Bridging the Divide
The brouhaha over architect John Plumpton’s plan for the Toronto Islands has little to do with design.
This fall, John Plumpton, principal of the Toronto firm RevelHouse, briefly became a lightning rod for controversy. At issue was his proposal for a pedestrian and cycling bridge that would cross the Eastern Channel, linking the mainland with the Toronto Islands currently accessible only by water taxi, kayak, and ferry—inefficient modes that limit foot traffic.
Plumpton’s span would pick up in the rapidly developing Port Lands district. It would then do a full loop to gain height, so that most sailboats might easily pass beneath it. At the centre of the channel, it would jog right and then left, creating hinge points that could double as parkettes. The final stretch would run low. This section would be “unfixed”: when large vessels approach, it would swing out, gate-like, allowing a clear passage.
Nobody would describe the plan as minimalist or utilitarian. “I come at everything from an experiential point of view,” says Plumpton, whose background is in theme park and entertainment design. Crossing the bridge, he adds, would be exhilarating and fun: “You’d have incredible views onto the skyline.”
The negative response has caught him off guard. All public-works projects should be subject to scrutiny, but the tenor of this debate—on social media and online message boards—has been surprisingly heated, as if Plumpton had proposed dynamiting the Scarborough Bluffs or paving over High Park. The critiques amount to three main points: that the bridge would be difficult or inconvenient to engineer, that it would be expensive, and that it would bring hordes of people onto the Islands, disrupting wildlife habitats and disturbing the peace.
In response to the engineering questions, Plumpton contends that the bridge is merely a provocation—the kind of thing architects sometimes cook up to spark debate—rather than a shovel-ready plan. He’s even working on a new drawing that would reroute the bridge to bypass residential areas and would switch the fixed and unfixed portions to better accommodate freighter traffic. Concerns about cost, he contends, are overstated too. At an estimated $150 million (perhaps more), the bridge would hardly be cheap, but poorer cities than Toronto have built more extravagant things without risking insolvency.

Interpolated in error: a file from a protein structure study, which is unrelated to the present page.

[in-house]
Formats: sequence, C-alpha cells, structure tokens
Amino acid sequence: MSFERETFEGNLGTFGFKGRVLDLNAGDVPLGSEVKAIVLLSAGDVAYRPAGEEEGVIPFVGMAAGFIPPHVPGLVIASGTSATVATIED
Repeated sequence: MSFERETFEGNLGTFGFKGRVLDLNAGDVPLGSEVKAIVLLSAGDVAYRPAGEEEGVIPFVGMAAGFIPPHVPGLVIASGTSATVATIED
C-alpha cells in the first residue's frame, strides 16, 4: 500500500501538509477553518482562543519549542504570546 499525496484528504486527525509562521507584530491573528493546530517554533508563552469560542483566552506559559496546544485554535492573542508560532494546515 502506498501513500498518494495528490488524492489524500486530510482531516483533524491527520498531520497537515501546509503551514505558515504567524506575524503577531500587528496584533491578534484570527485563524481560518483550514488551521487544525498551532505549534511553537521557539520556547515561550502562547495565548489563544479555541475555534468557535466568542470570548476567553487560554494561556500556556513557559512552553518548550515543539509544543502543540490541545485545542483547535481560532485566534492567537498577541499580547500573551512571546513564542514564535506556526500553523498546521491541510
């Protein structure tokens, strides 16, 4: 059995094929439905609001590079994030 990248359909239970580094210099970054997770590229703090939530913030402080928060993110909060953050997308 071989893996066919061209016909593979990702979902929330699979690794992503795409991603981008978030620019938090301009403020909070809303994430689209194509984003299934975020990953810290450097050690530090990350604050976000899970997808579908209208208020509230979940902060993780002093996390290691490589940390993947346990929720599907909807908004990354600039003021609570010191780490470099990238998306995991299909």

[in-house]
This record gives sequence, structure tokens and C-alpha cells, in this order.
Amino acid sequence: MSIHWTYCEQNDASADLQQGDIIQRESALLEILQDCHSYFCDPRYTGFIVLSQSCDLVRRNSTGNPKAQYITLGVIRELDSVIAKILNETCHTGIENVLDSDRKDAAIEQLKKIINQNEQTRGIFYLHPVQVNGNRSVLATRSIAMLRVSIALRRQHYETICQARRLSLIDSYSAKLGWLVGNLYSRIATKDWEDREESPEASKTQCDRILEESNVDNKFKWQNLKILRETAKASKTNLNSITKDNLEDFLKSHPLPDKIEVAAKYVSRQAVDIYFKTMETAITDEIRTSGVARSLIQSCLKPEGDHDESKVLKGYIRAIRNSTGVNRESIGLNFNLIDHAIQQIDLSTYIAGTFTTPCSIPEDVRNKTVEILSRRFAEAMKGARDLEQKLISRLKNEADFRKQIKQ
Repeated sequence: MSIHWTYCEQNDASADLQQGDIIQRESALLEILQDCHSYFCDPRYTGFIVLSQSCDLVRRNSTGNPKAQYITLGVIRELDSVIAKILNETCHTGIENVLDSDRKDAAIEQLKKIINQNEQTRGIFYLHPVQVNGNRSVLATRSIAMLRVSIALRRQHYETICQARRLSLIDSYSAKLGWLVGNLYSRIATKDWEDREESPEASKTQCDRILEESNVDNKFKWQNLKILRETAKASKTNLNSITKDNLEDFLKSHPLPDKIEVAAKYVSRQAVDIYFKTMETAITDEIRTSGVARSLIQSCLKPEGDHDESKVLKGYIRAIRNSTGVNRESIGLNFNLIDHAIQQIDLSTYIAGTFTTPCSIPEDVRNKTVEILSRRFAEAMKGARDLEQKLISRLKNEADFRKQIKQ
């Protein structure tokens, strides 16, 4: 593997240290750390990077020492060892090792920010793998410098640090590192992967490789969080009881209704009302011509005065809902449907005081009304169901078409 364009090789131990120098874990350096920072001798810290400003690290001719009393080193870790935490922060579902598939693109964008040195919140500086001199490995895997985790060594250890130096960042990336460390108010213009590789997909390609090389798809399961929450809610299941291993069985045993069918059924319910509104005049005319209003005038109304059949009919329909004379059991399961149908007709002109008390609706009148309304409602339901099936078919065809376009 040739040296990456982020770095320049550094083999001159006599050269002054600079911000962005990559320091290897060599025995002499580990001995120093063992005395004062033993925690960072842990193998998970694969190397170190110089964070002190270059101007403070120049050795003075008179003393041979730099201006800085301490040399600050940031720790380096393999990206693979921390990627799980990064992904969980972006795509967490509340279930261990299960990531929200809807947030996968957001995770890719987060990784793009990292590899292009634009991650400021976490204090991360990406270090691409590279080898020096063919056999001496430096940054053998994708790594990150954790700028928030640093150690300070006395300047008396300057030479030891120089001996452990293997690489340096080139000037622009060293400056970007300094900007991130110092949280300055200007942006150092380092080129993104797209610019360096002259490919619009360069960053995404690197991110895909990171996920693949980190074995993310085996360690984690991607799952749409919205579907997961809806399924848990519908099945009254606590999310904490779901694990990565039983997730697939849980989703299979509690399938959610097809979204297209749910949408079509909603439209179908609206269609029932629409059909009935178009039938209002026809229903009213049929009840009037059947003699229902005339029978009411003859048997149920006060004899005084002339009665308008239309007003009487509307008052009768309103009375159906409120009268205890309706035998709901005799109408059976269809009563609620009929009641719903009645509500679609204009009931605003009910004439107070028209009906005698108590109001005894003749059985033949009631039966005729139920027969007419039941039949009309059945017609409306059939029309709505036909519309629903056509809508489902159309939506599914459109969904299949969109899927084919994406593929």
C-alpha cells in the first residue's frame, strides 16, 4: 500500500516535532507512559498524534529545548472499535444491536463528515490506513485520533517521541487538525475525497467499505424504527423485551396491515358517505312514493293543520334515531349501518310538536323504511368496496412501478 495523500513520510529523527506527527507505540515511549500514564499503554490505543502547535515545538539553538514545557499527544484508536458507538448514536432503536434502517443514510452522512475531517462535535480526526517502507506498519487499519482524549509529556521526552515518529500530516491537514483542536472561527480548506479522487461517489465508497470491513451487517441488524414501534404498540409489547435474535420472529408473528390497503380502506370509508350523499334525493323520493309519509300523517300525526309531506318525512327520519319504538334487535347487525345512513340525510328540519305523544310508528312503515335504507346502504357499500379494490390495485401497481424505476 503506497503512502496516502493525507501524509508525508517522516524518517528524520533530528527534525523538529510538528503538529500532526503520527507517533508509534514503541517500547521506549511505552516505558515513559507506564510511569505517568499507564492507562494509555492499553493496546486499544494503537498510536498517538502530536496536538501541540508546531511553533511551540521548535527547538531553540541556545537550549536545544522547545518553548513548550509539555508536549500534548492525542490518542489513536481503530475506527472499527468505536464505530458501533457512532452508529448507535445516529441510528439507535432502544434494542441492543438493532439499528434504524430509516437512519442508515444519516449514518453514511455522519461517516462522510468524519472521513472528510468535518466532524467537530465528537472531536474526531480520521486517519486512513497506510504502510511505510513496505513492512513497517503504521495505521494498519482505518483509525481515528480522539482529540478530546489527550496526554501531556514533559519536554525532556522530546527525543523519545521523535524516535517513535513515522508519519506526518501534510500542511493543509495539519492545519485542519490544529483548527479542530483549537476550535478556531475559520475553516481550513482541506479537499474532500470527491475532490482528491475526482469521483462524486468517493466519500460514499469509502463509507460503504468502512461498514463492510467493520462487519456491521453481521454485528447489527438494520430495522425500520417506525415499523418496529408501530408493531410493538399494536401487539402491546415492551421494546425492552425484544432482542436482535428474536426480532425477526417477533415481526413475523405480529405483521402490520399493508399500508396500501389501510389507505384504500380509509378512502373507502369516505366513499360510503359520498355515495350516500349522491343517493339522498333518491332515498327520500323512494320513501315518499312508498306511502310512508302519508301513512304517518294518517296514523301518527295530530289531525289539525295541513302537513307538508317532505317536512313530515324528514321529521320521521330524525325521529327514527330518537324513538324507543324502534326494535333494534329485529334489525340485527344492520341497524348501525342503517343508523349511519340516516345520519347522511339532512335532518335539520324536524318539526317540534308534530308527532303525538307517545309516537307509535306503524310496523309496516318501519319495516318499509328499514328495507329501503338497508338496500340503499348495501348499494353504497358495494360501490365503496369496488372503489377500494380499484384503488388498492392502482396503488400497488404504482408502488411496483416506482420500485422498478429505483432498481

Then there’s the third argument—the one articulated forcefully by Island residents—that the bridge, and the many people who’d traverse it, would endanger the meadows, the dunes, and the habitats that support leopard frogs and migratory birds. Here, Plumpton suspects that there are more parochial concerns at play. Island dwellers, after all, have a vested interest in limiting foot traffic to their neighbourhood.
But do the rest of us? If City Hall decides to move forward with the project (the mayor hasn’t ruled it out), they should first subject it to rigorous environmental reviews and enforce bylaws to limit vandalism or habitat destruction. But if people are making conservation arguments to sustain a de facto moratorium not only on this bridge but on all prospective Island bridges, then they’re not arguing in good faith.
Ultimately, the controversy may be less about the merits of Plumpton’s design—as unorthodox as it might be—and more about access and affordability. Should the Islands be reachable mainly to people who purchase a ferry ticket and wait their turn in the queue? Or should we treat the region as a park like any other, available to anybody as part of Toronto’s collective patrimony? Plumpton is firmly in the latter camp. “We desperately need more downtown space,” he says. “Let’s give the harbour back to the public.”